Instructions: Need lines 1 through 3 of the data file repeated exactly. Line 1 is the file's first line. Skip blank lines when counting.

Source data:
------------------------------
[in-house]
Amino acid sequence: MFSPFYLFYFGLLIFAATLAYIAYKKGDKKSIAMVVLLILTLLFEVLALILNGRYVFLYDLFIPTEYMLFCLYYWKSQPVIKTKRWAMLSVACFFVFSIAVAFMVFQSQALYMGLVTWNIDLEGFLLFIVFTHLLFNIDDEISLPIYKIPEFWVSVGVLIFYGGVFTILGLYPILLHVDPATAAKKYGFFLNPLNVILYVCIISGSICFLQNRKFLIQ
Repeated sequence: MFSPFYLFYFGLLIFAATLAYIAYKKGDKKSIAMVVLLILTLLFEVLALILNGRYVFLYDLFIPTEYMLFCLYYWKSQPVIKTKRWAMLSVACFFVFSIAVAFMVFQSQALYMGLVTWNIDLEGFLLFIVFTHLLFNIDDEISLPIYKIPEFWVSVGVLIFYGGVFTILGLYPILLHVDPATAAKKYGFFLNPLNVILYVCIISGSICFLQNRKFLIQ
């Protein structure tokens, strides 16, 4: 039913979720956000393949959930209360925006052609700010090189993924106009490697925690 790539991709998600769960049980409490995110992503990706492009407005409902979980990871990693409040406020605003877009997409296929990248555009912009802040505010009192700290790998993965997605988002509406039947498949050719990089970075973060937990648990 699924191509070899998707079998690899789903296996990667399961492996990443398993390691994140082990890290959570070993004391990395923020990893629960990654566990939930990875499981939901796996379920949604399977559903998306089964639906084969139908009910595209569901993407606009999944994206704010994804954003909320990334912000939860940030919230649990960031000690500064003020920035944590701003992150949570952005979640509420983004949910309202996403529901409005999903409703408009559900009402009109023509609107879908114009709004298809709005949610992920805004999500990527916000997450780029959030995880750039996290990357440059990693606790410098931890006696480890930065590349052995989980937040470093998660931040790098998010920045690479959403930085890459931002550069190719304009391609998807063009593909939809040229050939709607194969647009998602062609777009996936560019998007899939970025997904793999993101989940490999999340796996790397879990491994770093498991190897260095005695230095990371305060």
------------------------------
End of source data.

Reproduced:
[in-house]
Amino acid sequence: MFSPFYLFYFGLLIFAATLAYIAYKKGDKKSIAMVVLLILTLLFEVLALILNGRYVFLYDLFIPTEYMLFCLYYWKSQPVIKTKRWAMLSVACFFVFSIAVAFMVFQSQALYMGLVTWNIDLEGFLLFIVFTHLLFNIDDEISLPIYKIPEFWVSVGVLIFYGGVFTILGLYPILLHVDPATAAKKYGFFLNPLNVILYVCIISGSICFLQNRKFLIQ
Repeated sequence: MFSPFYLFYFGLLIFAATLAYIAYKKGDKKSIAMVVLLILTLLFEVLALILNGRYVFLYDLFIPTEYMLFCLYYWKSQPVIKTKRWAMLSVACFFVFSIAVAFMVFQSQALYMGLVTWNIDLEGFLLFIVFTHLLFNIDDEISLPIYKIPEFWVSVGVLIFYGGVFTILGLYPILLHVDPATAAKKYGFFLNPLNVILYVCIISGSICFLQNRKFLIQ